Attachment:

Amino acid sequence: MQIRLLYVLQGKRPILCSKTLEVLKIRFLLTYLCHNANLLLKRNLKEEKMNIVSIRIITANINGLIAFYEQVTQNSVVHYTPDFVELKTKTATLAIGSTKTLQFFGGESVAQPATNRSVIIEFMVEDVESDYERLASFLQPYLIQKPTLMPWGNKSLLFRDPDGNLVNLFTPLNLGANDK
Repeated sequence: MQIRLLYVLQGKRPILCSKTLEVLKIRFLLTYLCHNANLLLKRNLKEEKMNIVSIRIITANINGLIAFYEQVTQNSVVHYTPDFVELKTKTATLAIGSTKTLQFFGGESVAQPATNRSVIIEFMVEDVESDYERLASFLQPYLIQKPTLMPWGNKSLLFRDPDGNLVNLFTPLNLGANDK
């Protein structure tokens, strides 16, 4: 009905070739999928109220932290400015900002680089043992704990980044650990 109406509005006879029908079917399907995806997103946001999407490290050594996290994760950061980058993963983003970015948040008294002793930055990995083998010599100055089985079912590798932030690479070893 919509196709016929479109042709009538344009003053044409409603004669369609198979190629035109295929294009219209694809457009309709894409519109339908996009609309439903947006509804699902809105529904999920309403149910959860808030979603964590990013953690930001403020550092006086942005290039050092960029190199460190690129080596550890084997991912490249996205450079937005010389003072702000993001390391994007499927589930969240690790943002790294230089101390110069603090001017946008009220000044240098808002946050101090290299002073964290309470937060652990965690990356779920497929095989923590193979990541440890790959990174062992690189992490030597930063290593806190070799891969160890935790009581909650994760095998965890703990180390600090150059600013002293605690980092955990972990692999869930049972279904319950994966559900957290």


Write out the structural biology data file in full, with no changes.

Amino acid sequence: MQIRLLYVLQGKRPILCSKTLEVLKIRFLLTYLCHNANLLLKRNLKEEKMNIVSIRIITANINGLIAFYEQVTQNSVVHYTPDFVELKTKTATLAIGSTKTLQFFGGESVAQPATNRSVIIEFMVEDVESDYERLASFLQPYLIQKPTLMPWGNKSLLFRDPDGNLVNLFTPLNLGANDK
Repeated sequence: MQIRLLYVLQGKRPILCSKTLEVLKIRFLLTYLCHNANLLLKRNLKEEKMNIVSIRIITANINGLIAFYEQVTQNSVVHYTPDFVELKTKTATLAIGSTKTLQFFGGESVAQPATNRSVIIEFMVEDVESDYERLASFLQPYLIQKPTLMPWGNKSLLFRDPDGNLVNLFTPLNLGANDK
């Protein structure tokens, strides 16, 4: 009905070739999928109220932290400015900002680089043992704990980044650990 109406509005006879029908079917399907995806997103946001999407490290050594996290994760950061980058993963983003970015948040008294002793930055990995083998010599100055089985079912590798932030690479070893 919509196709016929479109042709009538344009003053044409409603004669369609198979190629035109295929294009219209694809457009309709894409519109339908996009609309439903947006509804699902809105529904999920309403149910959860808030979603964590990013953690930001403020550092006086942005290039050092960029190199460190690129080596550890084997991912490249996205450079937005010389003072702000993001390391994007499927589930969240690790943002790294230089101390110069603090001017946008009220000044240098808002946050101090290299002073964290309470937060652990965690990356779920497929095989923590193979990541440890790959990174062992690189992490030597930063290593806190070799891969160890935790009581909650994760095998965890703990180390600090150059600013002293605690980092955990972990692999869930049972279904319950994966559900957290």